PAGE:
24 (Stunning) Photos to Inspire a Road Trip up North

Let these incredible images of Northeastern Ontario inspire your next road trip.

Ontario offers many stunning vistas for those willing to explore, and Northeastern Ontario has some of the most scenic destinations within the province ranging from the easily accessible to the downright remote. Hitting the road to explore some of these locations in the fall season will reward travellers with the peace and solitude that these destinations can provide.

Let’s begin our road trip through the Region in Killarney. To reach the Killarney area we will drive north on Highway 400 to Highway 69, past Parry Sound to Highway 637. This area is home to the crown jewel of the provincial park system, Killarney Provincial Park, and the quaint town of Killarney. Killarney is noted for its white quartzite rock faces known as the La Cloche mountain range. An early morning stroll down to the beach at the George Lake campground provided me with this beautiful, view of this stunning feature as it towered high above George Lake.

Killarney 3432 B

To view the pink granite ridges along the Georgian Bay side of the park, just go for a hike along the 3-km Chikanishing Trail. As you approach the water’s edge you will see an iconic-looking Georgian Bay island just offshore. Using a wide-angle lens I was able to create a scene that complemented the island and also revealed the pink granite on the mainland.

Killarney 3491 B

In the town of Killarney, Red Rock Point at the East Lighthouse offers beautiful views of Georgian Bay with more pink granite outcrops along the shoreline. These are perfect for creating abstract yet intimate scenes of the Georgian Bay shoreline.

Red Rock Point 3286 B

Now that we have seen the beauty of Killarney, let’s head back southbound on Highway 69, until we reach the information centre for French River Provincial Park located just south of the French River. There is a short trail here that follows the river downstream to Recollet Falls.
During my hike to this small but pretty cascade on the river I could see dark storm clouds in the distance – however, I wouldn’t let them deter me from my quest. Often it is best to photograph waterfalls in overcast light so that the scene is bathed in even lighting. After creating a few compositions I packed my gear so that it would be safe and dry for the hike out. Sure enough the sky opened up and I was thoroughly soaked from head to toe by the time I arrived back at my car, but it was more than worth it for the results.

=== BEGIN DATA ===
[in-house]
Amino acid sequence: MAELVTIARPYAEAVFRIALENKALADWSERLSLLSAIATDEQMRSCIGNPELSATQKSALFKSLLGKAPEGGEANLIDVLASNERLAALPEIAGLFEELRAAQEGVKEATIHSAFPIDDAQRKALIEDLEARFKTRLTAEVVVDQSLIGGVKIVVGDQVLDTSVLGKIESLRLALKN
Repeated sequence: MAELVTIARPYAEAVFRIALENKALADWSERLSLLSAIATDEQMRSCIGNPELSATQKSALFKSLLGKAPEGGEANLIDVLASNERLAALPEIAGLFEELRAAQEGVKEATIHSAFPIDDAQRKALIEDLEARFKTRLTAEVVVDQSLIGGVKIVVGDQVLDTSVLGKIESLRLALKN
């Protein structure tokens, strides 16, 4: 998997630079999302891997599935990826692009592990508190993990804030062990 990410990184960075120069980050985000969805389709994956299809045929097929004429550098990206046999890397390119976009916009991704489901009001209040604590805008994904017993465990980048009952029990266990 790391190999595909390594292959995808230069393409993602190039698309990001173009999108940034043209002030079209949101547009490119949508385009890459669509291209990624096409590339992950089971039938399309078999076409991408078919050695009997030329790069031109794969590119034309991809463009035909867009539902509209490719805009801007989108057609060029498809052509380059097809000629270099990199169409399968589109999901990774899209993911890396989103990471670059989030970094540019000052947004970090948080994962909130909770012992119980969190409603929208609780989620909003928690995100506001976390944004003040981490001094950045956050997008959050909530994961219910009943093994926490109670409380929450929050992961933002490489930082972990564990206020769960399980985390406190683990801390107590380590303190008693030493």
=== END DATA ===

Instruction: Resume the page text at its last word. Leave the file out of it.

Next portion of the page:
Recollet Falls 8566 B

Travelling farther north along Highway 69 towards Sudbury we will take the Highway 17 West exit towards Sault Ste. Marie. Stay on Highway 17 until we get to the Highway 144 exit, where we will head north towards the city of Timmins. A worthwhile side trip continuing down Highway 17 to the town of Massey rewards us with beautiful views of the Aux Sables River in Chutes Provincial Park.

Chutes Provincial Park 741 B

The Twin Bridges Trail offers an easy walk upstream to view additional sets of rapids and smaller cascades, especially as you get closer to the two bridges over the river. Accessing the river bank here is relatively easy, but you should still take precautions when doing so. By photographing from a low perspective I was able to create this scene that puts the viewer “in” the river to feel the rush of the raging waters.

Aux Sables River 4070 B

After the Chutes Provincial Park side trip it is time to retrace our drive easterly along Highway 17 to Highway 144 and head north. On the way we stop at the scenic Onaping Falls. The spectacular view here was particularly interesting to Group of Seven painter A.Y. Jackson. A short walk on the trail system towards the river reveals the falls in greater detail. Sadly, the rocks around the waterfall have been scarred by graffiti, which I removed in Photoshop.

Onaping Falls 3108 B

After our short stop at Onaping Falls we continue our journey north and stop to spend the night at Halfway Lake Provincial Park, located on Highway 144. Early risers on Halfway Lake Provincial Park’s Antrim Lake are rewarded by a dazzling sunrise. Often, when photographing sunrise images such as these, I need to use a graduated neutral density filter to better control the dynamic range within the scene. A selection of these filters should be in every landscape photographer’s gear bag.

The next stop on our exploration of Northeastern Ontario will be Abitibi Canyon to see New Post Falls. This is perhaps the most stunning of all Ontario waterfalls. To reach this remote destination we continue north on Highway 144 to Highway 101, then head east towards Timmins. Once we reach Timmins we head north on Highway 655 to the town of Driftwood. At Driftwood we continue north on Highway 11 to Smooth Rock Falls. At Smooth Rock Falls we top up the gas tank and head north on the desolate stretch of Highway 634 to the Abitibi Canyon. Highway 634 becomes Otter Rapids Road at the Abitibi Canyon Dam. At the Abitibi Canyon Dam we stop and create a few photographs of the majestic Abitibi River. The Otter Rapids Road is a very well maintained gravel road that connects the Abitibi Canyon Dam with the Otter Rapids Dam.

Abitibi River 8042 B